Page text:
Stanford Law Releases First Publicly Available Dataset for Patent Assertion Research

Stanford Law Releases First Publicly Available Dataset for Patent Assertion Research

The Supreme Court’s 8-0 decision issued yesterday in the TC Heartland case struck back at so-called “patent trolls,” attempting to address the much debated, but little understood, impact of non-practicing entities (NPEs) on the patent system. The impact of that case will disperse patent cases away from the Eastern District of Texas, which has gained a reputation as overly patent owner-friendly and where nearly one-third of all patent cases are filed, to districts where the defendant is incorporated. The landscape for patent infringement litigation is about to look dramatically different.

But just how different will that landscape be? And will it deal a blow to patent trolls? Without a comprehensive tracking method, the full impact of TC Heartland would be ambiguous at best. The new Stanford NPE Litigation Dataset can help answer those questions. The Dataset is the first comprehensive database to track how frequently—and where—practicing and non-practicing entities assert ownership rights in litigation. The database can show the impact of TC Heartland—as well as the America Invents Act and other major patent rulings—on the rapidly changing patent landscape. Future findings using the dataset may not only help judges and litigators better understand and manage their cases but also lead to more effective patent laws and policies that protect property rights and promote innovation.

Released publicly in mid-May at Stanford Law School, the Stanford NPE Litigation Dataset tracks the rising phenomenon of PAEs—firms whose business is to acquire and monetize patents by suing inventors and product developers for rights to their technologies. These entities are often pejoratively referred to as “patent trolls” accused of escalating patent litigation actions and costs with nuisance suits that undercut both the public interest and the private business interests of product developers.

Critics have come to believe that steadily increasing PAE enforcement activity including expensive lawsuits is harming innovation and serving as a tax on producers and consumers. But how widespread is PAE litigation? How can we define the threat it poses? Who even counts as a PAE? To answer these critical questions with the goal of evaluating recent reform proposals, the Stanford Law and Policy Lab Patent Litigation Practicum has released the Dataset, the first ever publicly available database to comprehensively track how frequently—and the venues where—practicing entities, NPEs, and PAEs claim patent ownership rights in litigation.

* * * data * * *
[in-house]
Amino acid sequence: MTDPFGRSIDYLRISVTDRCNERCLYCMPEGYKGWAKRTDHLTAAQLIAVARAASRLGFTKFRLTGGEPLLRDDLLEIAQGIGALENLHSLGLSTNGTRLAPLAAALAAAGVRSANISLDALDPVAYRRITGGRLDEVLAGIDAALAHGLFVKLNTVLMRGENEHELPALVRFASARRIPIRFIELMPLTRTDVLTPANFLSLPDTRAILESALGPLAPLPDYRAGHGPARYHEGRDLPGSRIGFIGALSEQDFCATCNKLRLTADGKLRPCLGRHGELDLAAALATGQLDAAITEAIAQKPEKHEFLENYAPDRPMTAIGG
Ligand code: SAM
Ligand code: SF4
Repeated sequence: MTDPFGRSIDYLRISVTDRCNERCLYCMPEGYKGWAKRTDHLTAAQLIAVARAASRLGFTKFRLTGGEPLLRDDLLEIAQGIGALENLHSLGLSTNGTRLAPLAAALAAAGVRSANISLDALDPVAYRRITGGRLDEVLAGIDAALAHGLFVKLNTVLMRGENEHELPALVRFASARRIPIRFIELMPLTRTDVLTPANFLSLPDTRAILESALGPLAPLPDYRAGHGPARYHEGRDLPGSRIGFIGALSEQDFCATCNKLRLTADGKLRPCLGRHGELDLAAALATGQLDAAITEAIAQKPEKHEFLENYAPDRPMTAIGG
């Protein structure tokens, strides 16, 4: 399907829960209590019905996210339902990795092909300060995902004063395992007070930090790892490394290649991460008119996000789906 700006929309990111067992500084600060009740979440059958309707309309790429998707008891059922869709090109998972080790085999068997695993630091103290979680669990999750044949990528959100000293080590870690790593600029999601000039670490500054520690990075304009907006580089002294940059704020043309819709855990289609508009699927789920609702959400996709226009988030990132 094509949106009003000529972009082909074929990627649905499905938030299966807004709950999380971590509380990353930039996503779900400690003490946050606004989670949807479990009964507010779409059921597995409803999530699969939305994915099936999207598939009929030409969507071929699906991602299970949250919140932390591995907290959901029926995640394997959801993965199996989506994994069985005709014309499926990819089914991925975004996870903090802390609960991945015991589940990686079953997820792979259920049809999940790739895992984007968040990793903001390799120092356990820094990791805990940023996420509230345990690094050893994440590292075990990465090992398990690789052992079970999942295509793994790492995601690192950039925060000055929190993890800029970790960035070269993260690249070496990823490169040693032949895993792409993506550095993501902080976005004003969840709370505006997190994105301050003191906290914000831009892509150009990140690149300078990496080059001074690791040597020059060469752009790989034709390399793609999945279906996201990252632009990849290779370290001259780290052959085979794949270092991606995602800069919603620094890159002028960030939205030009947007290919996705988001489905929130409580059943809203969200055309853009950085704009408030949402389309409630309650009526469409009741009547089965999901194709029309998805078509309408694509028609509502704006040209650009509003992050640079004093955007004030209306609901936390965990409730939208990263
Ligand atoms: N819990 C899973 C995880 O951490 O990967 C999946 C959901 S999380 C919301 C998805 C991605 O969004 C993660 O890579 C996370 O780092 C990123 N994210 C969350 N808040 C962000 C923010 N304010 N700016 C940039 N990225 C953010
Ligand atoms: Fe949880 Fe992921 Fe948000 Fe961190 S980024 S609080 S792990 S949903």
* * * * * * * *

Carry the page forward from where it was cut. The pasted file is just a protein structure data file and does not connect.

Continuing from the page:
Four years ago, the research team undertook the arduous task of categorizing every patent lawsuit filed since 2000. Teams of Stanford Law students, under the guidance of William H. Neukom Professor of Law Mark Lemley, and Stanford Intellectual Property Research Fellow and Law Lecturer Shawn Miller, have classified nearly 50,000 patent plaintiffs—either as practicing entities, companies that sell products or services (e.g., Google or Pfizer) or as one of eleven categories of NPEs, companies that do not (e.g., universities, pre-production startups, PAEs, etc.).

“This four-year project will give everyone access to the tools that allow us to get beyond the ‘trolls vs. practicing entities’ debate by learning who actually files lawsuits and how they fare,” said Professor Lemley. “We have already learned a number of surprising things from the work scholars have done with the preliminary sample, and we look forward to seeing what scholars, policy-makers, and others do with this information, particularly as they merge our data with other excellent litigation and patent databases like that of our project partner Lex Machina and the USPTO.”